Reader’s Theater

One Lent, I looked everywhere for a Reader’s Theater rendering of St. Matthew’s Passion Narrative.  I was unsuccessful, so I wrote my own script, which you can download here.  In subsequent years, I reworked the script to follow the Passion Narrative found in St. Mark’s and St. Luke’s Gospels.  I post them here in the hopes that if someone else is hunting online they might stumble across them and find them useful. Click the links below to download the files.

Reader’s Theater Matthew Passion Narrative

Reader’s Theater Mark Passion Narrative

With readers’ parts highlighted: Mark Part 1Mark Part 2, Mark Part 3Mark Part 4

Reader’s Theater Luke Passion Narrative

With reader’s parts highlighted: Luke Part 1Luke Part 2Luke Part 3Luke Part 4

A few notes about the readings:

The script has four parts, preferably two female (1.2) and two male (3.4) readers.  The congregation plays the part of the crowd and can be prompted by the reader to join in the drama.  Also note that the congregation stands when the people come to Golgotha.

If the division of parts is confusing, it may help to think of this as a fast-paced narrative, almost as though the different readers are stumbling over one another and cutting each other off to tell the story.

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24 thoughts on “Reader’s Theater

  1. Don Baird says:

    I look forward to using one of your passion narratives on Good Friday. On one of your pages you referenced slides. Are these projecton slides and if so can you mail or email them to me

  2. Sarah says:

    Could you send those slides to me as well? Thanks!

  3. Dave Meadows says:

    Thanks so much for making these available to us! I know my congregation will receive a blessing from them!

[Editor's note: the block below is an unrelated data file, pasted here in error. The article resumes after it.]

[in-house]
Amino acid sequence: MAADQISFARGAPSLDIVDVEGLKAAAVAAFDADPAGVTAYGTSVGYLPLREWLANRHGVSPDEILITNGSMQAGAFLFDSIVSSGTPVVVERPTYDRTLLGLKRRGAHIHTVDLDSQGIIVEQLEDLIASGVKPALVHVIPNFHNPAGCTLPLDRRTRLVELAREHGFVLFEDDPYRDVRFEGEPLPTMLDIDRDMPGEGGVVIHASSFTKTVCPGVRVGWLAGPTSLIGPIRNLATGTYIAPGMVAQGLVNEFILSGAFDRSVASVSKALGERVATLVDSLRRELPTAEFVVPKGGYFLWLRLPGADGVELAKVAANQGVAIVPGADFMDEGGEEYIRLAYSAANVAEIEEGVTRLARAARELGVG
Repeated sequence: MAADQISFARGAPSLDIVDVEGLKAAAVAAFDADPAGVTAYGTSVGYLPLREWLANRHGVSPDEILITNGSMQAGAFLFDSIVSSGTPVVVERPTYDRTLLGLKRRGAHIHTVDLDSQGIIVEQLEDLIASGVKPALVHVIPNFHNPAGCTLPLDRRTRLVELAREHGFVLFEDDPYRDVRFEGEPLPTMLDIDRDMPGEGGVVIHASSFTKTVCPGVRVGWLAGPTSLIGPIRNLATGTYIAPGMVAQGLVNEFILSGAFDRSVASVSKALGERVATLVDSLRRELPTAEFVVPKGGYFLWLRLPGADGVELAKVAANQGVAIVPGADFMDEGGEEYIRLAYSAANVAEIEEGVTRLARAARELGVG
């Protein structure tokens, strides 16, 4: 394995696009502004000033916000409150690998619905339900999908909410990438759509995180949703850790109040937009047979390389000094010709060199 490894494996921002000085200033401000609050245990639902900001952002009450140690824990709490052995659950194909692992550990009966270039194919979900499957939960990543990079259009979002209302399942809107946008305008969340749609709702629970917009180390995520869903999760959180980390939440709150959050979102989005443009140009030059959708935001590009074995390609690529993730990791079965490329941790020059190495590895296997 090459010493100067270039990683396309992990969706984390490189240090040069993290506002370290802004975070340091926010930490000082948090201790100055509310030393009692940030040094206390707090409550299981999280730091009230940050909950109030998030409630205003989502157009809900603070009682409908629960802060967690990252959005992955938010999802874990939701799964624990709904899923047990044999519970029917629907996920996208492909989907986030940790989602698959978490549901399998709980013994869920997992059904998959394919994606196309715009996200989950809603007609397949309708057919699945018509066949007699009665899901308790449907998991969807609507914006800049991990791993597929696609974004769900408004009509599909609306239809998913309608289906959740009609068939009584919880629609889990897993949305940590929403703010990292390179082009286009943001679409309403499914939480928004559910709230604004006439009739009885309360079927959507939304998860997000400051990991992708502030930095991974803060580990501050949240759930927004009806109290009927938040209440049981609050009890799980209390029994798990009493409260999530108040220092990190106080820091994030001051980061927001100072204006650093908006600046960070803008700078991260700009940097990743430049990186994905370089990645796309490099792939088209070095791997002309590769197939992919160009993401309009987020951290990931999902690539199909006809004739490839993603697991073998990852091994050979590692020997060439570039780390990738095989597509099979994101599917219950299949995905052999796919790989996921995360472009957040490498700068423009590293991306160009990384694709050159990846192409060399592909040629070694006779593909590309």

4. Peggy Ellingson says:

    Would you please send the ppt slides to me. I was looking for a readers theater for Good Friday this year. Thanks

  5. Iolanthe says:

    Thank you for this. I am choirmaster at an Episcopal church in North Central California. Our choir did your St. Luke Passion as a choral reading this morning and you could have heard a pin drop in the church. After the service the response was enormously positive; our pastor said she heard the familiar words in new ways.

    Thank you for the time and effort you put into these adaptations.

    Elizabeth Crain

  6. Adonna says:

    Do you still have ppt slides available for your readers theatre? I would love to have them. Thank you.

    • marissaburt says:

      Hi Adonna! Ah, yes, the slides. I’ve been meaning to edit that. At the church I created this for, we used a powerpoint background. Hence the reference to the slides. I suppose the use of a slide is dependent on whether you typically use powerpoint in your service. In services where the entire liturgy was on powerpoint, we’ve had a slide with a few notes for the congregation and at other times have just included a bit in the bulletin at the appropriate spot, or a single-page insert to slip inside the bulletin. If you want the powerpoint file, I can probably hunt it up and send it to you, although it might be best to just craft a simple one that fits in with the flow of your liturgy. It wouldn’t need much on it, just a few prompts like the ones I’m including below.